The furniture, flooring, cabinets, millwork, and window and door sectors purchased 8.3 billion board feet of lumber and 12.7 billion square feet (3/8'' basis) of panels in the US in 2000. It is estimated that 23.5% of this product was purchased as components and this trend is expected to increase. The most common type of component, purchased by value-added manufacturers in both the US and Canada, are cut-to-size blanks. The machinery for producing blanks is relatively economical and there is not the same need to invest in the design, distribution, and marketing needed for final products.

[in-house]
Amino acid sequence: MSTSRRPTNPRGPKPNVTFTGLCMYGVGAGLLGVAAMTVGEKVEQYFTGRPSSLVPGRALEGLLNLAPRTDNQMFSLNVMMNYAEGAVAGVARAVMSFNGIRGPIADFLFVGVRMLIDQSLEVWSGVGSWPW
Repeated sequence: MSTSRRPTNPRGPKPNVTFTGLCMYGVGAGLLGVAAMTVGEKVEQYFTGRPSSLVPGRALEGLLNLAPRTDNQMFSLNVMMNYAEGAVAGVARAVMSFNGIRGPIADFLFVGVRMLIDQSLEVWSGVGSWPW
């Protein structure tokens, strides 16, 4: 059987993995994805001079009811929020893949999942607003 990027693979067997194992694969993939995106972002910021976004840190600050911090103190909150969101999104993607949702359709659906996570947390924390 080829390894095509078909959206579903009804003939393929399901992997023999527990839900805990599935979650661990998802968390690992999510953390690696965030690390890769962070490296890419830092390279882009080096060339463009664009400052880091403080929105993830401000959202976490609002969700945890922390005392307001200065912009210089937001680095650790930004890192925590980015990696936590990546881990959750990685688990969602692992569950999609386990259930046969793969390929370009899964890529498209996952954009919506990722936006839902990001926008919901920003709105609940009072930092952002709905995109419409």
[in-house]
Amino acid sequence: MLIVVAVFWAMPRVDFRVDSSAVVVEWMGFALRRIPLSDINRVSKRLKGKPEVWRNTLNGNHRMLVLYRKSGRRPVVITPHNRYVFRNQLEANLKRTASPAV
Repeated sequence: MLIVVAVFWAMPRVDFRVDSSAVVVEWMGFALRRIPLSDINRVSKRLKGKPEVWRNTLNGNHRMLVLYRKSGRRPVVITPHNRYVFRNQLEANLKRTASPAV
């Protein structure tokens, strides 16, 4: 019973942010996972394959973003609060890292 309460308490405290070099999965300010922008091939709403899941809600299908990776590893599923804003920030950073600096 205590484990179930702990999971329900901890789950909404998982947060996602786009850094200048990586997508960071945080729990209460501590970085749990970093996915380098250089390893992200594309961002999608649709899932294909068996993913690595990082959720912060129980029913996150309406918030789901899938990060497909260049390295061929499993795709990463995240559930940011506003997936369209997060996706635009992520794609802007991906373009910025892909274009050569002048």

While there is some resistance to the use of alternative species in component-consuming industries, species such as yellow birch and yellow poplar are making inroads, thereby creating more viable opportunities for underutilized Canadian species. As value-added companies consider outsourcing wood components rather than purchasing lumber and panels, it is important for the wood products’ industry to understand how this trend will affect the attributes demanded in their products, and the opportunities available to them for further processing.